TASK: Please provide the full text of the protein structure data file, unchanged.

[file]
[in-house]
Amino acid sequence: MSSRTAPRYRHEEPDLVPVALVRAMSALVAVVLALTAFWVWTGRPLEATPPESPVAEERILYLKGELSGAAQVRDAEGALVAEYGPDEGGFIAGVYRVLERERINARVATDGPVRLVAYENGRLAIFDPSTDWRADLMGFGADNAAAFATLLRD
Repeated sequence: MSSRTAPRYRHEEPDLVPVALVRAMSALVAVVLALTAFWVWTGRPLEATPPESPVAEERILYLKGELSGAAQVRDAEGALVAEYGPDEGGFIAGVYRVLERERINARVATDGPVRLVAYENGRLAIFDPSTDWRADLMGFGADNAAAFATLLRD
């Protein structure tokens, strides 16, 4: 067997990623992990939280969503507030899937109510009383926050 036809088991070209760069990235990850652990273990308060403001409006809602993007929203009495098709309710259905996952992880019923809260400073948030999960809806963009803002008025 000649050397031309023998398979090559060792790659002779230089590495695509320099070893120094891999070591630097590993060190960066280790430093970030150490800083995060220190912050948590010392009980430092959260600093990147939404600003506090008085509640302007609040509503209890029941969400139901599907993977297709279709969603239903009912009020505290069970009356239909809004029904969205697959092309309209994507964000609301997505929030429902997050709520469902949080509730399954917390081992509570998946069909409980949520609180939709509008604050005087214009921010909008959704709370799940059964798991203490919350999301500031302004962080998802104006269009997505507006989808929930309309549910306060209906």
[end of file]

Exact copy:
[in-house]
Amino acid sequence: MSSRTAPRYRHEEPDLVPVALVRAMSALVAVVLALTAFWVWTGRPLEATPPESPVAEERILYLKGELSGAAQVRDAEGALVAEYGPDEGGFIAGVYRVLERERINARVATDGPVRLVAYENGRLAIFDPSTDWRADLMGFGADNAAAFATLLRD
Repeated sequence: MSSRTAPRYRHEEPDLVPVALVRAMSALVAVVLALTAFWVWTGRPLEATPPESPVAEERILYLKGELSGAAQVRDAEGALVAEYGPDEGGFIAGVYRVLERERINARVATDGPVRLVAYENGRLAIFDPSTDWRADLMGFGADNAAAFATLLRD
């Protein structure tokens, strides 16, 4: 067997990623992990939280969503507030899937109510009383926050 036809088991070209760069990235990850652990273990308060403001409006809602993007929203009495098709309710259905996952992880019923809260400073948030999960809806963009803002008025 000649050397031309023998398979090559060792790659002779230089590495695509320099070893120094891999070591630097590993060190960066280790430093970030150490800083995060220190912050948590010392009980430092959260600093990147939404600003506090008085509640302007609040509503209890029941969400139901599907993977297709279709969603239903009912009020505290069970009356239909809004029904969205697959092309309209994507964000609301997505929030429902997050709520469902949080509730399954917390081992509570998946069909409980949520609180939709509008604050005087214009921010909008959704709370799940059964798991203490919350999301500031302004962080998802104006269009997505507006989808929930309309549910306060209906």